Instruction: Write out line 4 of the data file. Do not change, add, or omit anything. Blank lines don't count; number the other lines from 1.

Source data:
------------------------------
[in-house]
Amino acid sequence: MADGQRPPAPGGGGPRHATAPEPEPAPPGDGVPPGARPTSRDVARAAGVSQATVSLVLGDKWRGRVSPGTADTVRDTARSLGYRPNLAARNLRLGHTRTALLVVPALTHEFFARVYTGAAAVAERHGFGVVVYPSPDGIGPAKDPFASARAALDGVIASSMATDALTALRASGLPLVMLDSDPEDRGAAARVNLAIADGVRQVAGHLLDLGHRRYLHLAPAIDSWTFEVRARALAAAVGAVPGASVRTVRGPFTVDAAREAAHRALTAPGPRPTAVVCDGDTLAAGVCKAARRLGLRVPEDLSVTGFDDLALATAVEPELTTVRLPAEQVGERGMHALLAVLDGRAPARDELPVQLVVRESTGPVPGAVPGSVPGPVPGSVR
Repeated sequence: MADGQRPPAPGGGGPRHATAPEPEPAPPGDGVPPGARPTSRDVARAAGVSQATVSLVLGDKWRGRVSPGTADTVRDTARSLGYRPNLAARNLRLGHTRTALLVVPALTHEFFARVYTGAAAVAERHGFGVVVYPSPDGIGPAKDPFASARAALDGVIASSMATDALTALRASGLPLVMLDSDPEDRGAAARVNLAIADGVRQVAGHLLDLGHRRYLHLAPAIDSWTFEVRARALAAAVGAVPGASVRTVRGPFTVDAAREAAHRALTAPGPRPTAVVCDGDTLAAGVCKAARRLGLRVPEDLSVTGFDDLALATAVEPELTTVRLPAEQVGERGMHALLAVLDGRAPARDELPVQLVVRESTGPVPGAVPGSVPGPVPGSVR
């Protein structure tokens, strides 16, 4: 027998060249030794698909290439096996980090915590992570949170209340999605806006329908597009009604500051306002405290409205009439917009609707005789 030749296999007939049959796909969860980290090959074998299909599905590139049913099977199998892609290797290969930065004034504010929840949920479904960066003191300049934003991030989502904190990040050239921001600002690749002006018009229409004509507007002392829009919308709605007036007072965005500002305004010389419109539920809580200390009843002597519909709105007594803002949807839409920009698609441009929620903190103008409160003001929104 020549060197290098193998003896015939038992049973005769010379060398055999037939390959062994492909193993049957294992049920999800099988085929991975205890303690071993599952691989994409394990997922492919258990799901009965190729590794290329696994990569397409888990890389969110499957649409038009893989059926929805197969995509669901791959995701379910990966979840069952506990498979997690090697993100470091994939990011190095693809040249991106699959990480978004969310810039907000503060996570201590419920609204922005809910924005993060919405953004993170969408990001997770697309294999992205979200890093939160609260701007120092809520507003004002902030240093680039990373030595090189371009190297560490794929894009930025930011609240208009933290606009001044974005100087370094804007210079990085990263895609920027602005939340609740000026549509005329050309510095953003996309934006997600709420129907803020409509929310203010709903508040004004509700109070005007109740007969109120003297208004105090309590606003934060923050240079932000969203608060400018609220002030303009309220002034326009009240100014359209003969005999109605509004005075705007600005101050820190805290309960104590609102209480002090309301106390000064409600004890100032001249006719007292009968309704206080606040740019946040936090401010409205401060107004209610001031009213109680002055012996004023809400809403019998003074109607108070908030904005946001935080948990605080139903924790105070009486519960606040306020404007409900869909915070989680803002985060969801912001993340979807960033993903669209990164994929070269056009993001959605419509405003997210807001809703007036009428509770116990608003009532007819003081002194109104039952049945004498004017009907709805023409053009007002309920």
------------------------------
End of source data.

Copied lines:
């Protein structure tokens, strides 16, 4: 027998060249030794698909290439096996980090915590992570949170209340999605806006329908597009009604500051306002405290409205009439917009609707005789 030749296999007939049959796909969860980290090959074998299909599905590139049913099977199998892609290797290969930065004034504010929840949920479904960066003191300049934003991030989502904190990040050239921001600002690749002006018009229409004509507007002392829009919308709605007036007072965005500002305004010389419109539920809580200390009843002597519909709105007594803002949807839409920009698609441009929620903190103008409160003001929104 020549060197290098193998003896015939038992049973005769010379060398055999037939390959062994492909193993049957294992049920999800099988085929991975205890303690071993599952691989994409394990997922492919258990799901009965190729590794290329696994990569397409888990890389969110499957649409038009893989059926929805197969995509669901791959995701379910990966979840069952506990498979997690090697993100470091994939990011190095693809040249991106699959990480978004969310810039907000503060996570201590419920609204922005809910924005993060919405953004993170969408990001997770697309294999992205979200890093939160609260701007120092809520507003004002902030240093680039990373030595090189371009190297560490794929894009930025930011609240208009933290606009001044974005100087370094804007210079990085990263895609920027602005939340609740000026549509005329050309510095953003996309934006997600709420129907803020409509929310203010709903508040004004509700109070005007109740007969109120003297208004105090309590606003934060923050240079932000969203608060400018609220002030303009309220002034326009009240100014359209003969005999109605509004005075705007600005101050820190805290309960104590609102209480002090309301106390000064409600004890100032001249006719007292009968309704206080606040740019946040936090401010409205401060107004209610001031009213109680002055012996004023809400809403019998003074109607108070908030904005946001935080948990605080139903924790105070009486519960606040306020404007409900869909915070989680803002985060969801912001993340979807960033993903669209990164994929070269056009993001959605419509405003997210807001809703007036009428509770116990608003009532007819003081002194109104039952049945004498004017009907709805023409053009007002309920």